Independent Play Time: Why Your Infant Needs It

Foster skill development through independent and free play time

4 reasons your baby needs time to play alone.

Even the most extroverted people need a little alone time.

I would never have thought that was true until after I had a child, at which point I craved time to myself like I craved air. But building independent play time into your daily schedule isn’t just a benefit to you; it has significant importance in your baby’s development as well.

The first few months of your baby’s life is full of snuggles and face to face interactions. Playing with your baby involves providing external stimuli such as interactive tummy time, dangling a toy within reach so she will reach out and grasp it, shaking a rattle to get her to turn her head toward the noise, and the like.

As you are intentionally playing and building a bond with your little one, you are creating a secure environment for exploration and discovery. But, from an early age, children can begin to play by themselves for short periods of time to learn valuable skills and investigate their world without distractions.

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4 Reasons for Independent Play        

Promotes healthy growth through social stages

The first stage of Erikson’s psychosocial theory, in which your infant develops trust through your affectionate and consistent interactions, begins at birth and continues through the first year. Spending your days lovingly meeting your child’s needs allows their personality to blossom in a secure environment.

As your infant builds trust through your stable, reliable and predictable care, introducing them to independent play time will facilitate growth in Erikson’s second stage, which takes place between 18 months and two to three years. He believes that as a child is allowed to explore and make mistakes, they will develop a sense of control over their physical skills, creating independence and autonomy.

Provides an atmosphere without over-stimulation

As baby is taking in all the sights and sounds of their surroundings, they are using all their senses to absorb information, which makes it easy to get over-stimulated. Giving them a predictable time each day for solo play with a few select toys leads to self-confidence, creativity and problem-solving.

Blanket time and playpen time offers structured environments for independent exploration

On Becoming Babywise introduces “Blanket Time” around five months (before baby is mobile) describing it as “a secluded environment that allows Baby to focus and concentrate apart from distracting sights and sounds in the house.”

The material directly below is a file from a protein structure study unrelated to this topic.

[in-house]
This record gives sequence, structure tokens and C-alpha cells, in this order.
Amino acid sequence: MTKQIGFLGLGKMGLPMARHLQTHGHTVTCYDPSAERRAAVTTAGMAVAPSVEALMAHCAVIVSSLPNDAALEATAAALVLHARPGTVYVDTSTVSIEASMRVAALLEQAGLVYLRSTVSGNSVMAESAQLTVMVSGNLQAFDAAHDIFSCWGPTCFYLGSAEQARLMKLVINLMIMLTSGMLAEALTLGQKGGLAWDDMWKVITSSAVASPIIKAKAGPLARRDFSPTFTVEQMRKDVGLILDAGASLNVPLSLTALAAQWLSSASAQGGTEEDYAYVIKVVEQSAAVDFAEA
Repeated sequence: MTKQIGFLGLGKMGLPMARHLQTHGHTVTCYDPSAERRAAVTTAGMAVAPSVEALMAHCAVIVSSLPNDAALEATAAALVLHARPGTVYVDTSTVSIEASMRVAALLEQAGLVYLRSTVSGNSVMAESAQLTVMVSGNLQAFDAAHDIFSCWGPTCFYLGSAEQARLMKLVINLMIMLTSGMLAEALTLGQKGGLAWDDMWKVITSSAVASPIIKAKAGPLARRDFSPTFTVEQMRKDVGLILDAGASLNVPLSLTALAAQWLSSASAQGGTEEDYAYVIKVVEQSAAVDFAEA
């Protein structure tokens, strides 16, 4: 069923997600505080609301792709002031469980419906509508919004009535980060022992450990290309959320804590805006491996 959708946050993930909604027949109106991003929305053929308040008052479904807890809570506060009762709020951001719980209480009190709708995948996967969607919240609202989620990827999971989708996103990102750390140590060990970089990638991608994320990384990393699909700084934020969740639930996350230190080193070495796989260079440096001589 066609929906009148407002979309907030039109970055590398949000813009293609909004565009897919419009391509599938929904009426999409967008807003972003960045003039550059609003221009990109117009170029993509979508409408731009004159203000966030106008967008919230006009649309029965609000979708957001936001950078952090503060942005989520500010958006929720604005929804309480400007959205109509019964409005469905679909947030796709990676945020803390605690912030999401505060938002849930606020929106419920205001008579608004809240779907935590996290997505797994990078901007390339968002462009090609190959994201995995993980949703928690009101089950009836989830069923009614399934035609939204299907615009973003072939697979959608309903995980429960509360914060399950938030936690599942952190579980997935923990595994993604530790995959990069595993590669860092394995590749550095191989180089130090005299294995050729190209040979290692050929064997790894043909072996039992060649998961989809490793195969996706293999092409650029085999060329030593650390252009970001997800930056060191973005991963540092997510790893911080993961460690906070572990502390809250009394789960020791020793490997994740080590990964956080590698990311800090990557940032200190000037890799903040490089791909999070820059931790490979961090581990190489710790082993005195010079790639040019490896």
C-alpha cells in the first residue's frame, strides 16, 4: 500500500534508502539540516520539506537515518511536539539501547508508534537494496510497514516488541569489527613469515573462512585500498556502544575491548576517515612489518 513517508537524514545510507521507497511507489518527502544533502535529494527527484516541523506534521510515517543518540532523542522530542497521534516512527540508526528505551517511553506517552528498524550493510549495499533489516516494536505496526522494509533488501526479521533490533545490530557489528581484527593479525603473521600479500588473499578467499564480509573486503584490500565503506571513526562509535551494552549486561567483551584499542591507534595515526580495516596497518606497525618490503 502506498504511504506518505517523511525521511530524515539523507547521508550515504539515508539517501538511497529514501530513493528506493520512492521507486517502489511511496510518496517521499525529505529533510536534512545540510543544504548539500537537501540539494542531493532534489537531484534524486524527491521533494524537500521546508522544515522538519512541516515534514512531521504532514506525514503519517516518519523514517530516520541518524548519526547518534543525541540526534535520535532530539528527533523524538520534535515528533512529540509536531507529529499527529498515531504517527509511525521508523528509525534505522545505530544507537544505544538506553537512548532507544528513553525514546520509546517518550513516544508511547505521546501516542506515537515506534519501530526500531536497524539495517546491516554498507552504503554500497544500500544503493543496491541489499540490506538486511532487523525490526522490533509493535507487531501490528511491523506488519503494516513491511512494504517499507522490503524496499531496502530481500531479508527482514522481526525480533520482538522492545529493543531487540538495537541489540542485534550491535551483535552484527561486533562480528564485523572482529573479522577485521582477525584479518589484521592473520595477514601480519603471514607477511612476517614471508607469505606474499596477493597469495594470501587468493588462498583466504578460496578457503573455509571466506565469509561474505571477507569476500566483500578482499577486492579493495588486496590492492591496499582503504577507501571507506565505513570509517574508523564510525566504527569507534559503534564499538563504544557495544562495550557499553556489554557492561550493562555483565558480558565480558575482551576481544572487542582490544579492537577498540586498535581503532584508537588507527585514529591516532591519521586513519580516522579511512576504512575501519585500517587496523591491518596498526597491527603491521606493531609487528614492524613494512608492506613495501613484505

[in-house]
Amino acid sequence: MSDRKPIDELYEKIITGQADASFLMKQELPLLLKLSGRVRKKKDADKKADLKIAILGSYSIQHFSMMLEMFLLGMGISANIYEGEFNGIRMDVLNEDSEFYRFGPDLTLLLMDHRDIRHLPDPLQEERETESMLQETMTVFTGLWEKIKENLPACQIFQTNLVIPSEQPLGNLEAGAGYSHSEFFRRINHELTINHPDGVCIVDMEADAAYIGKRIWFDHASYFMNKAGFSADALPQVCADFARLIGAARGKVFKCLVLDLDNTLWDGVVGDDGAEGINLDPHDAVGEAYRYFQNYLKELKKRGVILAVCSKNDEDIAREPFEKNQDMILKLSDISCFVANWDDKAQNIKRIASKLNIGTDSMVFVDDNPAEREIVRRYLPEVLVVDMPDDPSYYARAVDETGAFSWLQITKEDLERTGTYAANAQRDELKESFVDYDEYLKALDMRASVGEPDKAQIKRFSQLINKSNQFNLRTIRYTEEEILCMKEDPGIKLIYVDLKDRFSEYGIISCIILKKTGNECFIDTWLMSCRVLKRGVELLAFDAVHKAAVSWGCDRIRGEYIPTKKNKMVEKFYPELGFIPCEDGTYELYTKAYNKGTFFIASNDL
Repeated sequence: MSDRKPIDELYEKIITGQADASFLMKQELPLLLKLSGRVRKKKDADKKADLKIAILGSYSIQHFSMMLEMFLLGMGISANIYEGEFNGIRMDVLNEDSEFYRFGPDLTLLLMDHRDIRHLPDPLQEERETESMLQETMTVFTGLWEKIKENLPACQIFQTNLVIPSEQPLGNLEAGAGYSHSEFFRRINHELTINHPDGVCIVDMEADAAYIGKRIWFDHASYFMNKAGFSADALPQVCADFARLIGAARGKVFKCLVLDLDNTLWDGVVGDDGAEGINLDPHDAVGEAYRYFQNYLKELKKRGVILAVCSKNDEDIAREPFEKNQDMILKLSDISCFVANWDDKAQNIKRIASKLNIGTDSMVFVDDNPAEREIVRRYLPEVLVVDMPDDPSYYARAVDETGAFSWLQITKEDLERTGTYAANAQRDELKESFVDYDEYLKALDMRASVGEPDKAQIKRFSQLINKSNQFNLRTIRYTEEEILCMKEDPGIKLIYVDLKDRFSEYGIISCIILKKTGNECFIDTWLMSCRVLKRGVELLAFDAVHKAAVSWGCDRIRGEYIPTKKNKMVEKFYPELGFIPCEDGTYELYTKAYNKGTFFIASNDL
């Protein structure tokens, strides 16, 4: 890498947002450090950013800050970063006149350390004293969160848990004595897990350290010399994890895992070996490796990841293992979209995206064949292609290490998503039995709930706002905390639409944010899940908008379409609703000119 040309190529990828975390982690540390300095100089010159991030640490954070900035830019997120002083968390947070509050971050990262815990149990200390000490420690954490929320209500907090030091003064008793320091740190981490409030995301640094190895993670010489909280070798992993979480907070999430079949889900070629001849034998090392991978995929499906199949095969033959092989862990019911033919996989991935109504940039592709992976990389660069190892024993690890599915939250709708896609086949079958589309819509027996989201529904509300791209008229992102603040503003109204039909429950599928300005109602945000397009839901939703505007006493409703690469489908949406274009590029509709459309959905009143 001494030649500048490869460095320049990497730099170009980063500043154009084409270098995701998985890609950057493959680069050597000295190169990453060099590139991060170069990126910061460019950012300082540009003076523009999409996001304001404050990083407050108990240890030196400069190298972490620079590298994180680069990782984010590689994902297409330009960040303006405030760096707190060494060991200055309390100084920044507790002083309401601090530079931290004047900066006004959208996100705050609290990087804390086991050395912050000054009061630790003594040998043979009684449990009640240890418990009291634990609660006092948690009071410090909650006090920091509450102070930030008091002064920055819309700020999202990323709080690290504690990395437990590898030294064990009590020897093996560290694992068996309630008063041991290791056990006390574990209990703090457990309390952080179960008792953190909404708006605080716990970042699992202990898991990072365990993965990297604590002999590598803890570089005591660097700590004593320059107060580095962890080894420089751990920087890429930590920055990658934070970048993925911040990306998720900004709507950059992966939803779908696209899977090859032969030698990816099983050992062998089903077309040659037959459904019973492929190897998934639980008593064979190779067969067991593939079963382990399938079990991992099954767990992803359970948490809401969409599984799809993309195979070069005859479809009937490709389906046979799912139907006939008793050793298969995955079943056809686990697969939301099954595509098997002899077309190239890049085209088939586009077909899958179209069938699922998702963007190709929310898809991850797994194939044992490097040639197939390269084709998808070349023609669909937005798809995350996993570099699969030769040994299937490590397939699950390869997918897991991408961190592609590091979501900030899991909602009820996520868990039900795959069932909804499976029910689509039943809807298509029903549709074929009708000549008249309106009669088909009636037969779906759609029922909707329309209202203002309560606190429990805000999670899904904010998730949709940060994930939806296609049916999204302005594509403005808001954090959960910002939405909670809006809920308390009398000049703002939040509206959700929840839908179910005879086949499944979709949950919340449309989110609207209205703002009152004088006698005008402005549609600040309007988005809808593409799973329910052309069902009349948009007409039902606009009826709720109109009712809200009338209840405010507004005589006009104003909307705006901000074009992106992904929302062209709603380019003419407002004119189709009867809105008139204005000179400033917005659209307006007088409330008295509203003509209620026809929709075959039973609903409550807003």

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“Playpen Time” is an additional time in your day to give your infant another opportunity for solo play. “It allows him to focus and concentrate on a toy, learn to manipulate it with his hands and discover how it works.” Of course a secluded area doesn’t mean off in a quiet corner of the house, but just out of sight of mom.

Sets the stage for future quiet time

When your child stops napping on a regular basis, you are going to want an established time in your day where you can get things done in an uninterrupted manner. I was insistent on having a quiet time when my 2½ year-old stopped napping, but it would have gone a lot smoother if I had it built in from the time she was tiny.

As you think about structuring your day in such a way that meets both your baby’s needs and your own, consider setting aside time for your baby to play independently.

Start small and increase the length of independent time as your baby grows.  You will give her opportunities to develop essential life skills and, at the same time, give you a chance to breathe and complete necessary tasks around the house.

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Annie Wiesman

Annie Wiesman

Annie Wiesman is the co-author of “Education Begins at Birth: A Parent’s Guide to Preparing Infants, Toddlers, and Preschoolers for Kindergarten.” She is a former kindergarten teacher turned stay-at-home mom who enjoys traveling, hiking in the mountains, and creating memories together with her husband and little girl.

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